Mirrors and Windows

Mirrors and Windows Reading Experience

A mirror is a story that reflects your own culture and helps you build your identity. Seeing ourselves in literature is a gift. It is an empowering experience as a reader to see a protagonist whose life experiences relate to our own.

A window is a resource that offers you a view into someone else’s life experiences.
It is critical to understand that we cannot truly learn about ourselves unless we learn about others as well.

Discover diverse books, films, and more.

Ability Diverse VoicesAfrican American VoicesAsian American VoicesWomen's VoicesLatin American VoicesLGBTQ+ VoicesNative American VoicesVoices of those Experiencing Poverty & HomelessnessMiddle Eastern VoicesJewish VoicesVoices of Immigrants and Refugees
General Questions

What is Mirrors and Windows?

The Mirrors and Windows reading experience is an all-ages celebration of culture focused on diverse books and films offered throughout our catalog. This idea stems from a movement called Read Woke started by Georgia-based school librarian Cecily Lewis. Lewis created this literature program with the goal of connecting readers with books that encourage diversity and awareness towards underrepresented authors and voices. Lewis's main goals behind the Read Woke program are to:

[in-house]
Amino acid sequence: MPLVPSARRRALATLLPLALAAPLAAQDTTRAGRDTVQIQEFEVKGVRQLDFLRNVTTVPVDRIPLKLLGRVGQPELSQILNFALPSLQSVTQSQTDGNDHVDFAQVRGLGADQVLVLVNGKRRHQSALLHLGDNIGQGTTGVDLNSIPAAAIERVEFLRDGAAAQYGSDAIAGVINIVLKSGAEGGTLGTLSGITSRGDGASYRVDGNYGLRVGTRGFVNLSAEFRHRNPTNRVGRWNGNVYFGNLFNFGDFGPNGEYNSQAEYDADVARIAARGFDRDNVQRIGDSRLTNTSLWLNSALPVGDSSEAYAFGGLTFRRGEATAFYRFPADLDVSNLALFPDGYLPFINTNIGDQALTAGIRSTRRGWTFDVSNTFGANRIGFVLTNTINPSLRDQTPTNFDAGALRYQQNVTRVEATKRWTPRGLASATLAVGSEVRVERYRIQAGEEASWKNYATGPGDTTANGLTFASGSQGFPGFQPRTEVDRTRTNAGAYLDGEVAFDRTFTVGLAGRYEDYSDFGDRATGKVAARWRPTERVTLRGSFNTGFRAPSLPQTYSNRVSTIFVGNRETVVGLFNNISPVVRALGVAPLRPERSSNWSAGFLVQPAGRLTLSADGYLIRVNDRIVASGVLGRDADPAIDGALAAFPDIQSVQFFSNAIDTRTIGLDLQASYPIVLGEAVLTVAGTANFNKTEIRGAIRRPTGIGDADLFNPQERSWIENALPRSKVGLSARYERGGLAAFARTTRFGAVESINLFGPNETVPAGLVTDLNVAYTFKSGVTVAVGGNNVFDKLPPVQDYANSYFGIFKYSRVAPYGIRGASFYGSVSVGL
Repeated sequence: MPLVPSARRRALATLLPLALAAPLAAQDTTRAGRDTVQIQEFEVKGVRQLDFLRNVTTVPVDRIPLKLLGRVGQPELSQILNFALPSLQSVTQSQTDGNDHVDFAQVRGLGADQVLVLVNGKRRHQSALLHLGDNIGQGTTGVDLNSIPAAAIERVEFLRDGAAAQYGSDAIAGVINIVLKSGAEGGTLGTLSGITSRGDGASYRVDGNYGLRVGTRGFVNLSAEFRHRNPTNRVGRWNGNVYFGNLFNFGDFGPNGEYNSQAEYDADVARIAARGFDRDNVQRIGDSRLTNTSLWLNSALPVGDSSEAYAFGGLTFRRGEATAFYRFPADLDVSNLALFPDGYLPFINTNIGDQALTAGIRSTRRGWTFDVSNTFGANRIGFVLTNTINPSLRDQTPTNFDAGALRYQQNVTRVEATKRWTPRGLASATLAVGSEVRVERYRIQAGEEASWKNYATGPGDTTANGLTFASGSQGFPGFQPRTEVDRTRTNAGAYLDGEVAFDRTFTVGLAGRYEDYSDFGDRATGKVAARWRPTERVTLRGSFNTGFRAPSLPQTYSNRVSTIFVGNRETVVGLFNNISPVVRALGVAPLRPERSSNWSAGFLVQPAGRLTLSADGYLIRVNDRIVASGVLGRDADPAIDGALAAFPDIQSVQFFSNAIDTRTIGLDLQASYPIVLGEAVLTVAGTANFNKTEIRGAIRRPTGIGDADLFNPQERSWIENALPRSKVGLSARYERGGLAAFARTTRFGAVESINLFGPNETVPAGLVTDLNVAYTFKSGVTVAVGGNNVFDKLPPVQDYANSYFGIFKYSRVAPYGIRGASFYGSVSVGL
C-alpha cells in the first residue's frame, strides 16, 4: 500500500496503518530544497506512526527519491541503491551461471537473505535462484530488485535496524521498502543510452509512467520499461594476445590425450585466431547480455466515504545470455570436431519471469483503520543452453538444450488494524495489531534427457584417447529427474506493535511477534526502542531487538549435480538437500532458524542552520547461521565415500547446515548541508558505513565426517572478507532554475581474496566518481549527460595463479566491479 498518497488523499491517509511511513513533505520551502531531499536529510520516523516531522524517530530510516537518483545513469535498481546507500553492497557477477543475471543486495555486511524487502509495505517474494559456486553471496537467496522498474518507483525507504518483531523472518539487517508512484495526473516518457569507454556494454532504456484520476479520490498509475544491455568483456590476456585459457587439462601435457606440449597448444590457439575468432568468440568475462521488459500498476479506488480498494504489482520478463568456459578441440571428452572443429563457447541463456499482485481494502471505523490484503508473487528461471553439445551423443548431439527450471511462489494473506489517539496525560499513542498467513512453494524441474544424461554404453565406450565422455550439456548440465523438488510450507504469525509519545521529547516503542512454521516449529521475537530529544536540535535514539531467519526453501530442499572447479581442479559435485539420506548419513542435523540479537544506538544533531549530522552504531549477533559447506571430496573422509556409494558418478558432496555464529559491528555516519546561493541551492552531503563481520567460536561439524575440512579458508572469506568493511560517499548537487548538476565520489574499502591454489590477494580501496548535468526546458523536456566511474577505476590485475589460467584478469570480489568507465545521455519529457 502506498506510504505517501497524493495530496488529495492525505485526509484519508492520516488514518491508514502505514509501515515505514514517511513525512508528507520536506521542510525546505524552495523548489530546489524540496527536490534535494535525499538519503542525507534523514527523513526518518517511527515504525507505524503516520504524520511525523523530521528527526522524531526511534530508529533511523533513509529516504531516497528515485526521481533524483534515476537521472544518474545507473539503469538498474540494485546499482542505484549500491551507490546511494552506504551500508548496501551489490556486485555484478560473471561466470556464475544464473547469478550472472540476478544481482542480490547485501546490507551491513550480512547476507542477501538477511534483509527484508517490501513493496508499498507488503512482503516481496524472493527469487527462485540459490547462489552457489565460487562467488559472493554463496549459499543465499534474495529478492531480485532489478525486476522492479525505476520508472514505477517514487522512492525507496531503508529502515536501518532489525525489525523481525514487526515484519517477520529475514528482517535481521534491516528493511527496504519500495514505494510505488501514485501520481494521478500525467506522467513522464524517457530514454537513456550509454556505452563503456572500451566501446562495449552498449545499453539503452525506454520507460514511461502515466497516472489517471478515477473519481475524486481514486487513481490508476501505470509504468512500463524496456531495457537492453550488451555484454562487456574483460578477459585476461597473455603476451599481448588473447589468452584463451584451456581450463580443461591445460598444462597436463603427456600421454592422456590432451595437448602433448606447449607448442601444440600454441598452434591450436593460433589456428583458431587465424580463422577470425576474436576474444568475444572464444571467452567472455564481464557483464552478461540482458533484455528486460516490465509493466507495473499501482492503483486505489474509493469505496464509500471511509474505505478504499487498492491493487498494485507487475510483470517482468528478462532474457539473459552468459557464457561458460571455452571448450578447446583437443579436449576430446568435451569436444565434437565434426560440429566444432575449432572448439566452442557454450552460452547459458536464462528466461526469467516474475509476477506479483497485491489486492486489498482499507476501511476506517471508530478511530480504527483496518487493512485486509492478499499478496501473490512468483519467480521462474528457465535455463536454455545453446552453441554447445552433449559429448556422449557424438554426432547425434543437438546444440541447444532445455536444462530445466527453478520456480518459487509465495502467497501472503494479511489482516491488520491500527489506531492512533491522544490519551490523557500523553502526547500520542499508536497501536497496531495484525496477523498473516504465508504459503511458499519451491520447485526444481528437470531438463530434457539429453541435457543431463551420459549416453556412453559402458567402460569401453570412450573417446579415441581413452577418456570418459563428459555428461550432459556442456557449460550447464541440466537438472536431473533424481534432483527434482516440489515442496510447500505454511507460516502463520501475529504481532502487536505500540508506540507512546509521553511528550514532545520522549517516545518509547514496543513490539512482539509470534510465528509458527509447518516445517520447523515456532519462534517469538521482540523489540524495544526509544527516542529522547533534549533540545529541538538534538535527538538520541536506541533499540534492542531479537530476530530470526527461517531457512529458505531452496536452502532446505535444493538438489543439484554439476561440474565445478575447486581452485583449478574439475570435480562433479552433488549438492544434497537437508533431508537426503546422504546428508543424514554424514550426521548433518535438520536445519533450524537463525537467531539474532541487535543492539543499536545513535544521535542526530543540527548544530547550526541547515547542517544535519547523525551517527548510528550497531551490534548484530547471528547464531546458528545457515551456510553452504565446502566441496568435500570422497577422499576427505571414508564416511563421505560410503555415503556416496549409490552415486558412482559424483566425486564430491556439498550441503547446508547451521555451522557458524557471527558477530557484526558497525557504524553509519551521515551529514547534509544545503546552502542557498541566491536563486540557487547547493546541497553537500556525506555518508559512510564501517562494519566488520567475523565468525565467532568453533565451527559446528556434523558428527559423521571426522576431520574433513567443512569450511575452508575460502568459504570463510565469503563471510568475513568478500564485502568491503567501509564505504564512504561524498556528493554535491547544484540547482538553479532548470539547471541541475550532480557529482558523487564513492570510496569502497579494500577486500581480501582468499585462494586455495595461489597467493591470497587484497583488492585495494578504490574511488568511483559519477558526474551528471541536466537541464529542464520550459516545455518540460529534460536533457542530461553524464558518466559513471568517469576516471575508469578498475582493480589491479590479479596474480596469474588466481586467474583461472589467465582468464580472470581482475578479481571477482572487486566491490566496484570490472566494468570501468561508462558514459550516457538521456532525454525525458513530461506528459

• Challenge a social norm
  • Give voice to the voiceless
  • Provide information about a group that has been disenfranchised
  • Seek to challenge the status quo
  • Have a protagonist from an underrepresented or oppressed group

Mirrors and Windows, was adapted from a famous essay written by Rudine Sims Bishop, titled Mirrors, Windows, and Sliding Glass Doors. This reading experience emerged out of Mesa County Libraries' commitment to diversity and anti-racism and our Year of Focus.

Where do I find books, movies, and other titles related to this reading experience?

Mirrors and Windows offers specially considered reading lists and recommendations for Adults, Teens, and Youth, and is a fantastic way for readers to broaden their knowledge of other cultures, identities, and experiences.